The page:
Low rates and delayed payments are forcing several associations of doctors, hospitals and nursing homes have threatened to stop the cashless treatment of millions of beneficiaries under the central government’s medical care schemes for its employees, pensioners and their families.
The warning comes as bills worth at least ₹1,000 crores under schemes like the Central Government Health Scheme (CGHS) and Ex-Servicemen Contributory Health Scheme (ECHS) remain pending, according to Association of Healthcare Providers (India) or AHPI.
At least 3.2 million people across India are covered under CGHS and 550,000 under ECHS. Dr Girdhar Gyani AHPI director-general said that the group is not saying that it will stop treating patients covered under schemes like CGHS. All they are saying is that they’ll stop providing cashless treatment. He also called it a stopgap measure to deal with the delay in payments. He added that the beneficiaries could pay for the service at the CGHS rates and then seek reimbursements from the government.
Medical associations say that special rates insurance providers have negotiated rates that are 30 – 50% lower than the regular rates, and are compounding the problem. “General Insurance Public Sector Association, an organisation formed by the four public insurance companies [Oriental Insurance, New India Assurance, National Insurance, and United India Insurance], has cartelised the market and negotiated arbitrarily low prices with hospitals for empanelment,” said All India Ophthalmological Society president-elect Dr Mahipal Sachdev, who is also the chairman of Centre for Sight chain of hospitals.
Large private hospitals like Lilavati, Hinduja, Apollo, Max, Fortis, Ganga Ram, Christian Medical College Vellore, are among at least 10,000 members of the AHPI spread across 33 states and Union Territories.
According to Delhi Voluntary Hospitals’ Forum secretary, Dr PK Bharadwaj said that there is not a single scheme under which payments are made on time. He says the wait for CGHS was at least six months. He also added that this creates a difficult situation for hospitals as they are then unable to pay the salaries, their vendors for medicines, consumables, etc. and the cycle keeps continuing.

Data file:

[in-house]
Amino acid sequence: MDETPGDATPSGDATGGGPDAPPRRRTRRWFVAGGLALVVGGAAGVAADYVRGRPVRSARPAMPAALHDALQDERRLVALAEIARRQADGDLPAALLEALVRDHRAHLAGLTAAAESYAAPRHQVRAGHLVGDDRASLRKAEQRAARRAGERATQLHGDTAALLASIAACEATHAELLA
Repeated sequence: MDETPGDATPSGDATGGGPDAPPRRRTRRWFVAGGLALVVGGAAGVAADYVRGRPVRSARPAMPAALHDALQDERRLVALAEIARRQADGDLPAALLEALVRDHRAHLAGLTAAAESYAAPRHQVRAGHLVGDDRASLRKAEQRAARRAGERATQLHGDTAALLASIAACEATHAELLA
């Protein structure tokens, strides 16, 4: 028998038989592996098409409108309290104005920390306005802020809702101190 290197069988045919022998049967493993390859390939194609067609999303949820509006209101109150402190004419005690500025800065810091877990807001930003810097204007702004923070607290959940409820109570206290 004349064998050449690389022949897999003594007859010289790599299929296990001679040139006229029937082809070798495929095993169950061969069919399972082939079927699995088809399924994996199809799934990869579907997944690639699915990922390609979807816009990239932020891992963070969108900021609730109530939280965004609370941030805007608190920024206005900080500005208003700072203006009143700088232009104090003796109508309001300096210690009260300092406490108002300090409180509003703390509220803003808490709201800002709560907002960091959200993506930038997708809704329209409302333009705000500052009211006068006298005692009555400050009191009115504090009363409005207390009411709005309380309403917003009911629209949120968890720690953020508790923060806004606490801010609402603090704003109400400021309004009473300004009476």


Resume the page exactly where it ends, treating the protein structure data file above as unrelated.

“The Hospital [chain] signed up for schemes such as the CGHS in October 2014 on pre-negotiated or decided government rates. The scheme had a provision that 70% of a bill amount had to be cleared within five working days post submission. While that remains a distant dream, the dues pending under the CGHS over the years have led to a difficult cash flow situation for the hospitals,’’ said the spokesperson for Max Healthcare chain of hospitals in Delhi. “We are finding it difficult to cope up with this huge burden, which continues to grow by the day.”
The CGHS rates were unsustainable. Medical associations have also sought an increase in the rates provided under the government schemes, including those of the Delhi government. Poor families are provided up to ~5 lakh insurance cover annually under the Ayushman Bharat scheme.
Ayushman Bharat chief executive officer Indu Bhushan said that the rates have now been rationalised. “…we have found that the rates of some packages were higher. About a month ago, we reduced the rates of 79 packages and increased the rates of 280 packages. Now, our rates are competitive,’’ said Bhushan.
Bhushan said that they are also ensuring that payments are made on time.
“Fixing costing is a complex issue and the Ayushman Bharat rates have been based on a study by the Post Graduate Institute of Medical Education and Research, Chandigarh, and consultations with several practitioners.”
Gyani said that the government should survey its hospitals to determine the cost of each procedure, add to it the costs of land, electricity and human resources to arrive at final rates for the private sector. “Over the next three to five years, 70% of the patients going to any hospital would be under either insurance cover or some form of the government health schemes. So, where will the money come from?” he asked.
Patients’ rights groups say, while timely payment of dues is essential, the rates are not irrational. “… the CGHS rates are workable, but Ayushman Bharat rates are lower. These packages are for high volume, low margin type of operations… ,’’ said Abhay Shukla, the national convener of Jan Swasthya Abhiyan, a patients’ rights group.

Source: Hindustan Times.

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